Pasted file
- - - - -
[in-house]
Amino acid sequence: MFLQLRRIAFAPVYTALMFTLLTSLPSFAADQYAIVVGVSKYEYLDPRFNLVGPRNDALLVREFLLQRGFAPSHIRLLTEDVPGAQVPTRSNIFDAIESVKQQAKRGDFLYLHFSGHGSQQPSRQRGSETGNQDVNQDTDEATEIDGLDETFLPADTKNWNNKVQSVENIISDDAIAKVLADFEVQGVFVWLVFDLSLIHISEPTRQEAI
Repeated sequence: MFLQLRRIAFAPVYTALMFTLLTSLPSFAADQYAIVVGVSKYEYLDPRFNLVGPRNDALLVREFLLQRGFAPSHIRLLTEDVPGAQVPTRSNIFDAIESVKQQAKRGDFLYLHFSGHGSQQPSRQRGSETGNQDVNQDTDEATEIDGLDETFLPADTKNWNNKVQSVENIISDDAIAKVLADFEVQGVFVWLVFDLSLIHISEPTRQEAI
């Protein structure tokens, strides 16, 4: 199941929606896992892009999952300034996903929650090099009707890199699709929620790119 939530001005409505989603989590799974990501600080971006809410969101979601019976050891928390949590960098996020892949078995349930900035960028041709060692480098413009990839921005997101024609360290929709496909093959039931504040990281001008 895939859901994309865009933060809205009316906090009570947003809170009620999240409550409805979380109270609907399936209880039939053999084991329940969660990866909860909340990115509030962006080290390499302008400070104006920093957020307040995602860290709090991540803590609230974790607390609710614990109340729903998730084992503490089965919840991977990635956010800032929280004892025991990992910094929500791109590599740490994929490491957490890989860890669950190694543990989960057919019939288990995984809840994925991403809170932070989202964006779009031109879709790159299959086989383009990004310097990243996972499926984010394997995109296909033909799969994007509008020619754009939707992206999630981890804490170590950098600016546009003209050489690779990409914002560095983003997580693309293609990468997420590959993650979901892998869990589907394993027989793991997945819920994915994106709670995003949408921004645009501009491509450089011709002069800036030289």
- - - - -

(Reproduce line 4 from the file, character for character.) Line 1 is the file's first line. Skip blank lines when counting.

């Protein structure tokens, strides 16, 4: 199941929606896992892009999952300034996903929650090099009707890199699709929620790119 939530001005409505989603989590799974990501600080971006809410969101979601019976050891928390949590960098996020892949078995349930900035960028041709060692480098413009990839921005997101024609360290929709496909093959039931504040990281001008 895939859901994309865009933060809205009316906090009570947003809170009620999240409550409805979380109270609907399936209880039939053999084991329940969660990866909860909340990115509030962006080290390499302008400070104006920093957020307040995602860290709090991540803590609230974790607390609710614990109340729903998730084992503490089965919840991977990635956010800032929280004892025991990992910094929500791109590599740490994929490491957490890989860890669950190694543990989960057919019939288990995984809840994925991403809170932070989202964006779009031109879709790159299959086989383009990004310097990243996972499926984010394997995109296909033909799969994007509008020619754009939707992206999630981890804490170590950098600016546009003209050489690779990409914002560095983003997580693309293609990468997420590959993650979901892998869990589907394993027989793991997945819920994915994106709670995003949408921004645009501009491509450089011709002069800036030289």